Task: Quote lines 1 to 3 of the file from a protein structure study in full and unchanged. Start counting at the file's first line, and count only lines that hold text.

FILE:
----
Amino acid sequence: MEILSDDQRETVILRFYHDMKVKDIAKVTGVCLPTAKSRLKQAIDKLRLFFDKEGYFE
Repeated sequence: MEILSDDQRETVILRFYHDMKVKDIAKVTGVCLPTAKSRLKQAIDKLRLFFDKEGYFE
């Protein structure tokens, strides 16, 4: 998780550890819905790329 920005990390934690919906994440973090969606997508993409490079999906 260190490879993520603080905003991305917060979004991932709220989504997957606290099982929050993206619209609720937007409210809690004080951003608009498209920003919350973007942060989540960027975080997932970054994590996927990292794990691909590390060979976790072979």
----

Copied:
Amino acid sequence: MEILSDDQRETVILRFYHDMKVKDIAKVTGVCLPTAKSRLKQAIDKLRLFFDKEGYFE
Repeated sequence: MEILSDDQRETVILRFYHDMKVKDIAKVTGVCLPTAKSRLKQAIDKLRLFFDKEGYFE
């Protein structure tokens, strides 16, 4: 998780550890819905790329 920005990390934690919906994440973090969606997508993409490079999906 260190490879993520603080905003991305917060979004991932709220989504997957606290099982929050993206619209609720937007409210809690004080951003608009498209920003919350973007942060989540960027975080997932970054994590996927990292794990691909590390060979976790072979």